Civil War Profiles —Seaford's Hessey helped rebuild Lee's 'bridge of gold'

Date Published: 
Nov. 2, 2017

Army engineers often perform duties that, while important and often crucial to victory on the battlefield, are less well publicized and, therefore, do not receive the recognition they deserve. A Confederate engineer unit, however, received the abiding gratitude of the Army of Northern Virginia’s commanding general in July 1863.


After suffering a devastating defeat after three days of bloodletting at the small community of Gettysburg, Pa., the Rebel army, under Gen. Robert E. Lee, limped away toward the Potomac River. Lee’s unenviable task was to get the remnants of the troops from the Gettysburg catastrophe back to Virginia for rest and recruitment.

While marching northward through the Shenandoah Valley in June, toward Maryland and Pennsylvania, the Confederate troops crossed the Potomac either on a pontoon bridge at Falling Waters, Va., or by fording the river at Williamsport, Md. As fate would have it, during their attempt to return south while in retreat, those crossing points were no longer available.

Union troops had heavily damaged the bridge at Falling Waters, and incessant rains caused the Williamsport fords to be impassable. Lee’s army had no other choice but to hold off the Union army marching in its wake, rebuild the Falling Waters bridge and pray that the rain would soon abate.

While the Rebel army clustered around Hagerstown, Md., Lee ordered his engineers and pioneers to prepare entrenchments running some 10 miles from their current position south to the Potomac. The Union Army of the Potomac’s failure to pursue immediately from Gettysburg allowed Lee sufficient time to prepare fortifications.

When the rains continued and the river was still not fordable, Lee realized he had no other option but to repair the damaged bridge at Falling Waters. David Stewart Hessey, born and raised in Seaford, Del., and ranked second lieutenant, was a member of one of the engineer teams assigned to build new pontoons and repair damaged ones that had been recovered.

Work began on July 10, designing plans and gathering lumber by stripping wood from nearby houses and barns — desperate times calling for desperate measures. The pontoons were to be 3 feet high, 30 feet long, 7 feet wide at the top and 6 feet at the bottom.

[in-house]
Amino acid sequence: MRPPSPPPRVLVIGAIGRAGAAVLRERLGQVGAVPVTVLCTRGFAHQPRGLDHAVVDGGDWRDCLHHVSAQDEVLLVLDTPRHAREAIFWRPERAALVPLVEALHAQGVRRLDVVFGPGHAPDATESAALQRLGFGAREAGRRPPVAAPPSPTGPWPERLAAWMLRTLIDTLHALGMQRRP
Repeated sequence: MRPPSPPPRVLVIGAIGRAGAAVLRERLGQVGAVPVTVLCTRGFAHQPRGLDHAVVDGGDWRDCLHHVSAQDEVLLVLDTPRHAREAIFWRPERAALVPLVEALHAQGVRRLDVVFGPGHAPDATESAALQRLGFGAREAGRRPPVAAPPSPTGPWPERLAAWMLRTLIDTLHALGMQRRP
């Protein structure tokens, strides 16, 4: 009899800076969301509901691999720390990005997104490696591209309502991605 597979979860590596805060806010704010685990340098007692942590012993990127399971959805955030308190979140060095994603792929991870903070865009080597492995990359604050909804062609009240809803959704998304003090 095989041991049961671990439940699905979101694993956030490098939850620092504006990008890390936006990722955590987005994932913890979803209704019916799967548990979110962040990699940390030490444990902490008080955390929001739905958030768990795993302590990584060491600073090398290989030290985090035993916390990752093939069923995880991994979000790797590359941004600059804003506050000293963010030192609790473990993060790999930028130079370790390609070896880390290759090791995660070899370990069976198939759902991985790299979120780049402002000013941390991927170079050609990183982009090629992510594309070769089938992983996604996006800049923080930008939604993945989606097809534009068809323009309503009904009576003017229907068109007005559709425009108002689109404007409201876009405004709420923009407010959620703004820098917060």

Working in hot, sultry weather, by July 12, the engineers repaired or constructed a number of pontoon boats. They were floated down from Williamsport to Falling Waters and connected to the previously undamaged portion of the bridge.

Also on the July 12, Union Army commander Maj. Gen. George G. Meade decided to order a probe of Lee’s fortified position to be transformed into an attack if the situation warranted. However, when his subordinate generals did not agree with his offensive plan, Meade further delayed action.

By July 13, with the bridge “lacking by little of completion,” engineer team leader 1st Lt. Henry Harris, according to his memoirs, took stock and found that nine reconstructed pontoons and 14 new ones were ready. Added to that was about 550 feet of trestle work.

Upon learning that the pontoon bridge would soon be completed, Lee ordered his troops to vacate their positions after dark on July 13, and begin moving across the bridge to the safety of Virginia. After taking time that day to scout the enemy positions, Meade ordered a reconnaissance-in-force to be turned into an attack the next morning.

On the morning of July 14, however, when the Northern troops marched forward, they found the Rebel entrenchments abandoned. The Confederate army’s timely movement to the south side of the Potomac caused Union Maj. Gen. Abner Doubleday to comment that it was like they had escaped “on a bridge of gold.” (See “A Golden Bridge,” by Kent Masterson Brown, North & South magazine, Vol. 2, No. 6.)

As a token of his appreciation, Lee presented Hessey with a pair of binoculars that became a prized possession. The young Delawarean had helped the Southern army survive to fight another day.

Tom Ryan is the author of the multiple award-winning “Spies, Scouts & Secrets in the Gettysburg Campaign” and “Essays on Delaware during the Civil War.” Signed copies are available at Bethany Beach Books and at Browseabout Books in Rehoboth. Contact him at pennmardel@mchsi.com or visit his website at www.tomryan-civilwar.com.